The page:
Does Swift's compiler know to optimise this second function call away?

Assuming I have a function body that contains

if let jsonDictA: [String: AnyObject] = try? jsonDictionary.valueForKeyPath(Field.things.rawValue) {
    objectsOfTypeA = mapToTypeA(from: jsonDictA)
} else {
    objectsOfTypeA = nil
}

// ...

if let jsonDictB: [String: AnyObject] = try? jsonDictionary.valueForKeyPath(Field.things.rawValue) {
    objectsOfTypeB = mapToTypeB(from: jsonDictB)
} else {
    objectsOfTypeB = nil
}

In both cases the same try? jsonDictionary.valueForKeyPath(Field.things.rawValue) happens, and jsonDictA would be the same as jsonDictB.

Does the compiler automatically optimise this away such that this cast happens only once, or is there a computational cost to this compared to instead doing:

if let jsonDictToMap: [String: AnyObject] = try? jsonDictionary.valueForKeyPath(Field.things.rawValue) {
    objectsOfTypeA = mapToTypeA(from: jsonDictToMap)
    objectsOfTypeB = mapToTypeB(from: jsonDictToMap)
} else {
    objectsOfTypeA = nil
    objectsOfTypeB = nil
}

Normal functions may have side-effects when they are called, so the compiler is forced to call valueForKeyPath twice if you wrote it twice.

If the function can be inlined — or if Swift ever gets the concept of a "pure" function — the compiler can potentially deduce whether there are side effects, and optimize some or all of the second call away.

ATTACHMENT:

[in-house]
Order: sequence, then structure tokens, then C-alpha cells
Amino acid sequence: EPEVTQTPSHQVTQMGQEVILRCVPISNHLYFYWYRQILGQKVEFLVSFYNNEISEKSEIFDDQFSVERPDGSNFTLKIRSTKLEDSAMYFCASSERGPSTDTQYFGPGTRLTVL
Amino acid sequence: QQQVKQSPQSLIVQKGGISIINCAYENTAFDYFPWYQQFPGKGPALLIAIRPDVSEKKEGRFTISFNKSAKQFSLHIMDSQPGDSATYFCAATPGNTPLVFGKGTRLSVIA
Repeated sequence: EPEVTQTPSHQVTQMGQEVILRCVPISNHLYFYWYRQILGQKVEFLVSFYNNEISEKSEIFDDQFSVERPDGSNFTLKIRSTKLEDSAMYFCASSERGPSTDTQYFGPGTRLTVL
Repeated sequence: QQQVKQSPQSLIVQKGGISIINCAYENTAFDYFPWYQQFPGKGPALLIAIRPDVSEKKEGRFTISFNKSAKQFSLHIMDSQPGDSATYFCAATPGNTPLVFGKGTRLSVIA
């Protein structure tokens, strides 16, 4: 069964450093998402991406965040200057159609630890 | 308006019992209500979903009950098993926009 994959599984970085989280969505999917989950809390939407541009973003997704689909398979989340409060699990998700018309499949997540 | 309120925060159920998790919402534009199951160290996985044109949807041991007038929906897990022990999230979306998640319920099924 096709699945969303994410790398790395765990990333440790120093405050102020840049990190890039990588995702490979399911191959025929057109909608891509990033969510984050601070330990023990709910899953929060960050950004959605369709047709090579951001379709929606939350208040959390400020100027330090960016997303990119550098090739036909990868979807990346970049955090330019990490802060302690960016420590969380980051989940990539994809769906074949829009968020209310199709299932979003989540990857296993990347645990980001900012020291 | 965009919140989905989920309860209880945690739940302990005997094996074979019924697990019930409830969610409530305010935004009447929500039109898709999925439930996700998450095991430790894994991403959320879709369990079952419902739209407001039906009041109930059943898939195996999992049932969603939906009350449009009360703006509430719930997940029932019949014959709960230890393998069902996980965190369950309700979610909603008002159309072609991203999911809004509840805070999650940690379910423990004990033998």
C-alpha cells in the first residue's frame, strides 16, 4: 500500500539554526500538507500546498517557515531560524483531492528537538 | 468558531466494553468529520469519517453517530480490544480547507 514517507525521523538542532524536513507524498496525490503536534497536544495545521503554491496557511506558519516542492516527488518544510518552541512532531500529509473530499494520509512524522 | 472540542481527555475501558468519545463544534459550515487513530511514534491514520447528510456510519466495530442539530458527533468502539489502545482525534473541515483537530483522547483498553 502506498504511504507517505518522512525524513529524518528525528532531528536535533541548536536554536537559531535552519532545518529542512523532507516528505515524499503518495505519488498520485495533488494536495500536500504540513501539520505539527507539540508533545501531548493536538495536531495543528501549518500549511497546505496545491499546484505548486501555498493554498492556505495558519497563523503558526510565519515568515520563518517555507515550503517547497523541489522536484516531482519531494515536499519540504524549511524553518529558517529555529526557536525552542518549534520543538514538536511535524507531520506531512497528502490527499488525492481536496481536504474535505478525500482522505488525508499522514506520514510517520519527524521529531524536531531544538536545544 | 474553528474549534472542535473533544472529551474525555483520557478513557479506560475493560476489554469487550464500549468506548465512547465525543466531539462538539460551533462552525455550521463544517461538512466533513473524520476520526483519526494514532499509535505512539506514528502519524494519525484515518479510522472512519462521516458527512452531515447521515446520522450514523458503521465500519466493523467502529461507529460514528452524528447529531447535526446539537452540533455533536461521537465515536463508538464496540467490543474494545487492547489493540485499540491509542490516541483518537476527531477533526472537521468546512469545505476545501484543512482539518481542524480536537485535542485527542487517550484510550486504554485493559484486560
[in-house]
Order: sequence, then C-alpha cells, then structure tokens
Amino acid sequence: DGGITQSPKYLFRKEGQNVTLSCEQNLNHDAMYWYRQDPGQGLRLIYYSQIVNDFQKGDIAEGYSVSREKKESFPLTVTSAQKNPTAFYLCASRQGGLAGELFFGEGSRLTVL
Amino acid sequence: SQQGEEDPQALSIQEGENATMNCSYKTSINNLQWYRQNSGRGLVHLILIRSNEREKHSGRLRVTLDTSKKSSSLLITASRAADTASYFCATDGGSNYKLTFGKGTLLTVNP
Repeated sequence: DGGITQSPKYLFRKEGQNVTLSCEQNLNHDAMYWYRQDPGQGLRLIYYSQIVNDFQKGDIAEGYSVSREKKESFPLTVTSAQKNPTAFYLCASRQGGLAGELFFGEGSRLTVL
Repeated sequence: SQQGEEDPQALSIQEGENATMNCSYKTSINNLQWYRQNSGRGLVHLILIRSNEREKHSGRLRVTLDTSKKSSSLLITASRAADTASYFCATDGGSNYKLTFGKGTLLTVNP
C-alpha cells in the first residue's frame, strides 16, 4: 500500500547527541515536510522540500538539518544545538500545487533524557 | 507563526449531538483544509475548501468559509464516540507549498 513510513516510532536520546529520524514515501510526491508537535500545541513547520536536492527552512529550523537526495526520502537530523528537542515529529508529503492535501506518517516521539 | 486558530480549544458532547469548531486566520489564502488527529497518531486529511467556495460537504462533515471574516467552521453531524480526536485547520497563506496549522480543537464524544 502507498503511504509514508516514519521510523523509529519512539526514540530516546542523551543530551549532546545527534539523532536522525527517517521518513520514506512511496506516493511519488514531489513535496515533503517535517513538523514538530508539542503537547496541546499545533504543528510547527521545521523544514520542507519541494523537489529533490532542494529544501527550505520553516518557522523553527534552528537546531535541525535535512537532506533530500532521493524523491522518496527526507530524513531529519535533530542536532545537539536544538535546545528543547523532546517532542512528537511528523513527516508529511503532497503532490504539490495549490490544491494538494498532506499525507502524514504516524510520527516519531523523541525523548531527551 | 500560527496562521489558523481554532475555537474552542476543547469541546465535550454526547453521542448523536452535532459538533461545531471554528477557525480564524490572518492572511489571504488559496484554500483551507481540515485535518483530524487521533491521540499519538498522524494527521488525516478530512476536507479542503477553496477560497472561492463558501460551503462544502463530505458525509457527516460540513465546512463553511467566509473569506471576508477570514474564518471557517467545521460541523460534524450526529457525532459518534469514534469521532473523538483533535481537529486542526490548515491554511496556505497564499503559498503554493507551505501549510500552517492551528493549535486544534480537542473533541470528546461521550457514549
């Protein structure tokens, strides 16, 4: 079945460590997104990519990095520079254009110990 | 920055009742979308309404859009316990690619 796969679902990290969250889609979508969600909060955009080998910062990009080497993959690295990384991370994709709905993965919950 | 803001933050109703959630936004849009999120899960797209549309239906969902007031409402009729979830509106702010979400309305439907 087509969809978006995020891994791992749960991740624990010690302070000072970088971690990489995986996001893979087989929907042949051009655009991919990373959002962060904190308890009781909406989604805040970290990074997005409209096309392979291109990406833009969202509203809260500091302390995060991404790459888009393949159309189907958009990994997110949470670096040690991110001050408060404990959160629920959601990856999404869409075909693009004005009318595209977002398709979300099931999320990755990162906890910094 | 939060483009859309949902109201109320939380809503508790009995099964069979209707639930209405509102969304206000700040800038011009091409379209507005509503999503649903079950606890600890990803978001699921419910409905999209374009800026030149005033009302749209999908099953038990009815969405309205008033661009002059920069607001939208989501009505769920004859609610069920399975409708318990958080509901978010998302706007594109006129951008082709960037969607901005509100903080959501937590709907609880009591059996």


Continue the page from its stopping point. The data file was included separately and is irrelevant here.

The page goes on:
FWIW, if this is the standard Obj-C function valueForKeyPath, the Obj-C runtime actually dispatches it to a different function chosen at runtime. (It's part of Obj-C's elaborate KVC mechanism.) It's about as un-pure a function as you can get. :slight_smile:

3 Likes

if Swift ever gets the concept of a "pure" function

Do I understand you correctly that Swift currently does not understand the concept of a pure function (although it could in theory in the future), and that it therefore would not treat a pure function differently – with regard to optimisations like the ones in my original question – than a largely equivalent one with side effects?

In this particular case it's not the standard Obj-C valueForKeyPath but a custom and project-specific Swift implementation that throws – so it's not pure either.

This is not quite right; the compiler understands the notion of a pure function¹, but it has to be able to see the function body to ascertain that the function is pure, because there is no language annotation that gives it this information directly.

If we add a pure annotation, the compiler would know if a function was pure solely from its interface, and the function body would not need to be visible to the compiler to make these optimizations. It sounds like in your case the function isn't pure anyway, so none of this would apply, and it really does have to be called twice.


¹ e.g. this simple example. You can see that the compiler optimizes away the first call to pure.

5 Likes

Thank you for the clarification. That’s what I expected.

I believe there are weird unofficial methods of telling the compiler that a function has no side-effects, but they don’t officially exist, are extremely easy to use incorrectly, and are extremely dangerous when used incorrectly.

I think some form of “pure” attribute would be very useful as well: I recently proposed such a property for the purpose of identifying declarations that could be evaluated at compile-time.

Terms of Service

Privacy Policy

Cookie Policy